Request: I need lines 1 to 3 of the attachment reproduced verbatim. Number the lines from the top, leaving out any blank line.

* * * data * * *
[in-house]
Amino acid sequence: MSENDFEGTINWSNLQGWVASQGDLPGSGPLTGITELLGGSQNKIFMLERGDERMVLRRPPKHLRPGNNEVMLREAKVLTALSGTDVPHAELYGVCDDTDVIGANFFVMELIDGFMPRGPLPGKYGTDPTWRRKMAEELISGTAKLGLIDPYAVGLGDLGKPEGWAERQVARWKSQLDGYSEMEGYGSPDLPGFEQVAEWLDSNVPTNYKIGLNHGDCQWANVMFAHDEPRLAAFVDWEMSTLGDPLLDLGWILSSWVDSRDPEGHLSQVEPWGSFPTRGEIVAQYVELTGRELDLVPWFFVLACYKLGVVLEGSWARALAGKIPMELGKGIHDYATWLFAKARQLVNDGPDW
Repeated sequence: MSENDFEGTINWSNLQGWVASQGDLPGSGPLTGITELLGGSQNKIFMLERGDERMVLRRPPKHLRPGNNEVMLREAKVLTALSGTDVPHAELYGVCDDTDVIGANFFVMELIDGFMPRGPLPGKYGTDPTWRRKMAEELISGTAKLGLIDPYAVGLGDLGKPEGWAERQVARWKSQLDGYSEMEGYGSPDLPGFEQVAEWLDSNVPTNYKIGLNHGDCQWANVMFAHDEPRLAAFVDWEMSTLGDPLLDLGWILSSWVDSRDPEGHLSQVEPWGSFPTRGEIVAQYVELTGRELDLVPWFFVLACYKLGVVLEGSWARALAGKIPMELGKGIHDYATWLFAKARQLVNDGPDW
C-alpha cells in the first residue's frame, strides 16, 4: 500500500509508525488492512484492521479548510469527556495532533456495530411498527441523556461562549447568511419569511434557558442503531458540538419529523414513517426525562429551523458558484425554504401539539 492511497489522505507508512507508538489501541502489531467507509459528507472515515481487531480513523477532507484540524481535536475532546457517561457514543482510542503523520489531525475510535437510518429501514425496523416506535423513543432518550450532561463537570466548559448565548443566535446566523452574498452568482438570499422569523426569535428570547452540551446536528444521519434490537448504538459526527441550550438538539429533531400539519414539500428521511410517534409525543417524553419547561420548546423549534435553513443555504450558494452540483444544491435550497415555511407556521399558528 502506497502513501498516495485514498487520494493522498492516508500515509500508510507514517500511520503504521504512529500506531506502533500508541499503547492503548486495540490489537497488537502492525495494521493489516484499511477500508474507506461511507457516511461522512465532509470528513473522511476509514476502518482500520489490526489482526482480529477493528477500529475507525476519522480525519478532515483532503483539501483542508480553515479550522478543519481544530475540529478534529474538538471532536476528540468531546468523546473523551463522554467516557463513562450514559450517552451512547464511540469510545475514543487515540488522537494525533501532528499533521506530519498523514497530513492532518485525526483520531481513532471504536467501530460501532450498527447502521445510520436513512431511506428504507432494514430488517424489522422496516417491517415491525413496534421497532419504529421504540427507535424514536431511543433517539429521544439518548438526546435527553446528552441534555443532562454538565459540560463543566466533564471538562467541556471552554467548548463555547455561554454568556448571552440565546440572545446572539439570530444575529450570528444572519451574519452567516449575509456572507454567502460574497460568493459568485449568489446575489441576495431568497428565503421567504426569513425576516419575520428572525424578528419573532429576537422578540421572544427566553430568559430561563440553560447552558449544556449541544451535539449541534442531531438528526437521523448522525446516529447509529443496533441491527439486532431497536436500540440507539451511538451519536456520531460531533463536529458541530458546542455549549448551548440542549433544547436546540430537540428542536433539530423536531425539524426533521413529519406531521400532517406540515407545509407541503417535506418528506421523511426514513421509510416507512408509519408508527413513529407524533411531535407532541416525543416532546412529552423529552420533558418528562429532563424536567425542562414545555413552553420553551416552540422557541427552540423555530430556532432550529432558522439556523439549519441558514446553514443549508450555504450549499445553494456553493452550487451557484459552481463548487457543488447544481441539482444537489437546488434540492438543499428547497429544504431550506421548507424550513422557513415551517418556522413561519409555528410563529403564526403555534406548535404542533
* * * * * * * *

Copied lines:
[in-house]
Amino acid sequence: MSENDFEGTINWSNLQGWVASQGDLPGSGPLTGITELLGGSQNKIFMLERGDERMVLRRPPKHLRPGNNEVMLREAKVLTALSGTDVPHAELYGVCDDTDVIGANFFVMELIDGFMPRGPLPGKYGTDPTWRRKMAEELISGTAKLGLIDPYAVGLGDLGKPEGWAERQVARWKSQLDGYSEMEGYGSPDLPGFEQVAEWLDSNVPTNYKIGLNHGDCQWANVMFAHDEPRLAAFVDWEMSTLGDPLLDLGWILSSWVDSRDPEGHLSQVEPWGSFPTRGEIVAQYVELTGRELDLVPWFFVLACYKLGVVLEGSWARALAGKIPMELGKGIHDYATWLFAKARQLVNDGPDW
Repeated sequence: MSENDFEGTINWSNLQGWVASQGDLPGSGPLTGITELLGGSQNKIFMLERGDERMVLRRPPKHLRPGNNEVMLREAKVLTALSGTDVPHAELYGVCDDTDVIGANFFVMELIDGFMPRGPLPGKYGTDPTWRRKMAEELISGTAKLGLIDPYAVGLGDLGKPEGWAERQVARWKSQLDGYSEMEGYGSPDLPGFEQVAEWLDSNVPTNYKIGLNHGDCQWANVMFAHDEPRLAAFVDWEMSTLGDPLLDLGWILSSWVDSRDPEGHLSQVEPWGSFPTRGEIVAQYVELTGRELDLVPWFFVLACYKLGVVLEGSWARALAGKIPMELGKGIHDYATWLFAKARQLVNDGPDW